As longtime readers of my blog probably recall, when I was laid off from my day job as assistant director of the Cambridge Center for Adult Education seven years ago, I decided to devote my life to making music.
A few months after my lay-off, a Boston-area jazz pianist named Joe Reid reached out to see if I might like to do a gig at the retirement community where his dad lives.
I had met Joe several years earlier — when HE was in the midst of a life transition from working full-time as a lawyer to working full-time as a musician — and promptly said, “Yes!”
We needed to prepare an hour of music, and I mentioned that I had long loved many songs co-written by composer Harold Arlen — a list which includes “My Shining Hour,” “I’ve Got The World On A String,” “Accentuate The Positive,” “Anyplace I Hang My Hat Is Home,” “Come Rain Or Come Shine,” “Blues In The Night,” “That Old Black Magic,” “If I Only Had A Brain,” “Over The Rainbow,” “Happiness is Just A Thing Called Joe,” “Let’s Fall In Love,” “Get Happy,” and “It’s Only A Paper Moon.”
I had sung a few of these songs in a program of music featuring the lyrics of Johnny Mercer with singer Bobbi Carrey and pianist Doug Hammer — because one of Mr. Arlen’s many collaborators was Mr. Mercer.
And I was familiar with others due to the movie version of The Wizard Of Oz, for which Mr. Arlen composed the music and Yip Harburg wrote lyrics (and a lot of uncredited dialogue — a topic I will explore in a future blog post dedicated to Yip).
I biked over to Joe’s house — in the town next to mine — with a bunch of sheet music.
We spent about 90 minutes running through thirteen songs — picking comfortable keys and exploring tempos/feels for each of them.
And that was it for rehearsing with Joe.
Joe (on the left) is very much a “let’s-trust-in-the-moment” kind of musician who welcomes improvisation and spontaneity.
I, too, value spontaneity — and I also appreciate structure.
So I booked time with pianist Doug Hammer at his studio north of Boston.
We recorded all of the Arlen songs once or twice so that I could have a set of piano-only tracks to play on my iPod as I walked around Arlington memorizing lyrics.
And some of the versions we recorded — such as the version of “It’s Only A Paper Moon” included in the player at the beginning of this blog post — came out surprisingly well.
“It’s Only A Paper Moon” was written for a 1932 play (not a musical) called The Great Magoo set in Coney Island which was not a big success.
It is credited to Arlen, Harburg, and impresario Billy Rose — who was somewhat infamous for adding his name to the songwriting credits of other people’s work after having contributed an idea or two during the creative process.
You may recognize Rose’s name because he was married for many years to the great performer Fanny Brice, and his character appears in the movie Funny Lady starring Barbra Streisand as Brice.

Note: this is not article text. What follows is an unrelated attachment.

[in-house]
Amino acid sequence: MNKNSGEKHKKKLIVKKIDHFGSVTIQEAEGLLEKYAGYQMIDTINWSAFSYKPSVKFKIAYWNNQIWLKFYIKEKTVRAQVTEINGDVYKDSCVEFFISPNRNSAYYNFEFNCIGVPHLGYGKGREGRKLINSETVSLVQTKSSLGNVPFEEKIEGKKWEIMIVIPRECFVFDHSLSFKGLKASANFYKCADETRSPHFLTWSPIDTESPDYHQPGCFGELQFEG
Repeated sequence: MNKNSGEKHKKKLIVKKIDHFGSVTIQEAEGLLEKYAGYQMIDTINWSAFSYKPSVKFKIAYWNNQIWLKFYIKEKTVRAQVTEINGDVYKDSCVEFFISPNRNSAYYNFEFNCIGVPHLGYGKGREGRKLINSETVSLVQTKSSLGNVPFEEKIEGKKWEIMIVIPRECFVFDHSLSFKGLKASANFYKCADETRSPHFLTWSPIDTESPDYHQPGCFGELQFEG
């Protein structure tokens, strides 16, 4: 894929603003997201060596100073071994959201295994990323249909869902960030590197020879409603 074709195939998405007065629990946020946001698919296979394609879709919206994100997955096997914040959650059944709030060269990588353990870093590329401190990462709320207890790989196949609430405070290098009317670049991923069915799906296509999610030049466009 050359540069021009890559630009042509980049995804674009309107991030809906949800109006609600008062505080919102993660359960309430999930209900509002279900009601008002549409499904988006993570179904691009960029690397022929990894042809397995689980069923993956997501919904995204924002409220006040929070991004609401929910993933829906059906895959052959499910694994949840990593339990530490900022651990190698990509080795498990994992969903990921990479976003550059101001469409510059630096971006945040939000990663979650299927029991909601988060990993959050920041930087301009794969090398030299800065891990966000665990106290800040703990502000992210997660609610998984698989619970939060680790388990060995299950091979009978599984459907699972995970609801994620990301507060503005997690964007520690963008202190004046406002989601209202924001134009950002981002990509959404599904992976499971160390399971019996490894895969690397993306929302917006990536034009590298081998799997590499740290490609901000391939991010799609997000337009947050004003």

Somehow this Coney Island hot dog made me think of him…
Luckily the song was rescued from The Great Magoo and included in a movie called Take A Chance the next year — which led to successful recordings by a wide range of musicians over the past 70+ years.
I love the metaphors and imagery used in the song — all things one might encounter at an amusement park like Coney Island.
I also love the sentiment of the song — that if someone believes in and loves another person, their belief and love can be transformative.
And looking at these photos, I am struck by the way an amusement park transforms from day to night…
Valentine’s Day is just around the corner, and I would like to dedicate Doug’s and my version of “It’s Only A Paper Moon” to all of the folks who have at one time or another believed in me — including friends and acquaintances in the WordPress blog-o-sphere.
Your positive feedback regarding my music and my blog continues to touch and inspire me every day.
Thank you to Pixabay for the great color photographs of Coney Island and other amusement parks around the world.
Thank you to Harold Arlen and Yip Harburg and Billy Rose for writing this wonderful song.
And to Joe Reid for asking me to do a gig with him seven years ago.
Since then Joe and I have done hundreds of gigs together and created twenty five different one-hour musical programs.
Thank you to Doug Hammer for his engineering excellence and his playful virtuosity at the keyboard.
And THANK YOU for reading and listening — and even leaving a comment or two from time to time.
I love this song written by Frank Loesser in 1947.
Apparently it was not created for a particular movie or show.
And Mr. Loesser thought that it was fine to sing it any time of the year — because it is about someone who is in the early stages of a romantic relationship who is thinking ahead…
I recorded it with Doug Hammer when I was putting together an hour-long program of winter holiday songs written or co-written by Jewish lyricist and/or composers.
Mr. Loesser started off as a lyricist, collaborating with Jule Styne (with whom he co-wrote “I Don’t Want To Walk Without You, Baby”), and Hoagy Carmichael (with whom he co-wrote “Heart and Soul), and other composers in New York and in California.
During WWII he joined the military and helped to create original musical shows which could easily be produced with minimal costumes, props and scenery at military bases and camps all around the globe as a way to boost the morale of the troops at home and abroad.
It was during this time that he became more confident about composing the music to go with his lyrics — and one of first hit songs for which he wrote both music and lyrics was “Praise the Lord and Pass The Ammunition.”
After WWII his career as a songwriter gained momentum.
He wrote songs for the hit musical WHERE’S CHARLEY? — which gave us the standard “Once In Love With Amy” sung by Ray Bolger (who had starred as The Scarecrow in the movie version of THE WIZARD OF OZ many years earlier).